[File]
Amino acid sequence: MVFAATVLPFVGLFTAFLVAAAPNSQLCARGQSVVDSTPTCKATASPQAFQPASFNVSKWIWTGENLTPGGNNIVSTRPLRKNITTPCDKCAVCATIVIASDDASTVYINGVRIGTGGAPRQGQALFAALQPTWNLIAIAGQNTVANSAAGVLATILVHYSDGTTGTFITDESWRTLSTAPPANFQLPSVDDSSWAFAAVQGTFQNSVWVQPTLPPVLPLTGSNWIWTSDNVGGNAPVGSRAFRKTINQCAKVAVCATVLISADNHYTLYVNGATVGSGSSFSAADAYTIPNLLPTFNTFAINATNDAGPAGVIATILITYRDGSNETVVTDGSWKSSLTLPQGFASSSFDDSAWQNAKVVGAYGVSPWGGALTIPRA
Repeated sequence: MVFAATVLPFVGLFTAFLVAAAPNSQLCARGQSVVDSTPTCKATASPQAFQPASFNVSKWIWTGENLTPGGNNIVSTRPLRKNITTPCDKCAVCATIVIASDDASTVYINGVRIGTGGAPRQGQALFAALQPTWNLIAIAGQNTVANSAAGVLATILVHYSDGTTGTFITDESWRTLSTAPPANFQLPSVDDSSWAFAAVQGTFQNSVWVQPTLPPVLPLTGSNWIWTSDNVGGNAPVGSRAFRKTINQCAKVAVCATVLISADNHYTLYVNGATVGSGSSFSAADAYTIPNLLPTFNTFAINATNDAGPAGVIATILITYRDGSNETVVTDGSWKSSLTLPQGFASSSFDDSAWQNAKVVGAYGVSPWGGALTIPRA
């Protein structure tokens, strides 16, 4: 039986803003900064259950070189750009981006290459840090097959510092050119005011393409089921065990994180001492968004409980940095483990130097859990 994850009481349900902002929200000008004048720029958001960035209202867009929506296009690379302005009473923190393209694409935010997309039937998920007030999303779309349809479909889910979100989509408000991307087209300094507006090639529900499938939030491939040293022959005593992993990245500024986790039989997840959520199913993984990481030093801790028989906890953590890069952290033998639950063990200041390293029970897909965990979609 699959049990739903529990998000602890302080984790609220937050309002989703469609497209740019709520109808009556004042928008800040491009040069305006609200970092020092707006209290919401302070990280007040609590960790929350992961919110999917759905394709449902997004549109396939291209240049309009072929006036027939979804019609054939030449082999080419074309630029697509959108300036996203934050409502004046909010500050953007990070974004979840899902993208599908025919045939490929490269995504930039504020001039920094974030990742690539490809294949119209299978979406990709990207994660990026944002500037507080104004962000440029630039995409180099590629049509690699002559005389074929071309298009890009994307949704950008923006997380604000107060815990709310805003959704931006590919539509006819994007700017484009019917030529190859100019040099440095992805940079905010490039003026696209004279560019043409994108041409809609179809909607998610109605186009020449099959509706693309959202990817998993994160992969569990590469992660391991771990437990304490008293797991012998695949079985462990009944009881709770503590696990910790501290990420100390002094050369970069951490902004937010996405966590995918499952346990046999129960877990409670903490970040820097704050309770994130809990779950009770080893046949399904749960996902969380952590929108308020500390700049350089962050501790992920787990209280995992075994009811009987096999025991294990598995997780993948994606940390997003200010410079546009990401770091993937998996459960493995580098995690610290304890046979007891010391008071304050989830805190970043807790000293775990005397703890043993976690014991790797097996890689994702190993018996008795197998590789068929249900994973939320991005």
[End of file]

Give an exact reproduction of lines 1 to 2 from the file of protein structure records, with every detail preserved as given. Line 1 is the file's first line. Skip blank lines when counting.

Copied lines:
Amino acid sequence: MVFAATVLPFVGLFTAFLVAAAPNSQLCARGQSVVDSTPTCKATASPQAFQPASFNVSKWIWTGENLTPGGNNIVSTRPLRKNITTPCDKCAVCATIVIASDDASTVYINGVRIGTGGAPRQGQALFAALQPTWNLIAIAGQNTVANSAAGVLATILVHYSDGTTGTFITDESWRTLSTAPPANFQLPSVDDSSWAFAAVQGTFQNSVWVQPTLPPVLPLTGSNWIWTSDNVGGNAPVGSRAFRKTINQCAKVAVCATVLISADNHYTLYVNGATVGSGSSFSAADAYTIPNLLPTFNTFAINATNDAGPAGVIATILITYRDGSNETVVTDGSWKSSLTLPQGFASSSFDDSAWQNAKVVGAYGVSPWGGALTIPRA
Repeated sequence: MVFAATVLPFVGLFTAFLVAAAPNSQLCARGQSVVDSTPTCKATASPQAFQPASFNVSKWIWTGENLTPGGNNIVSTRPLRKNITTPCDKCAVCATIVIASDDASTVYINGVRIGTGGAPRQGQALFAALQPTWNLIAIAGQNTVANSAAGVLATILVHYSDGTTGTFITDESWRTLSTAPPANFQLPSVDDSSWAFAAVQGTFQNSVWVQPTLPPVLPLTGSNWIWTSDNVGGNAPVGSRAFRKTINQCAKVAVCATVLISADNHYTLYVNGATVGSGSSFSAADAYTIPNLLPTFNTFAINATNDAGPAGVIATILITYRDGSNETVVTDGSWKSSLTLPQGFASSSFDDSAWQNAKVVGAYGVSPWGGALTIPRA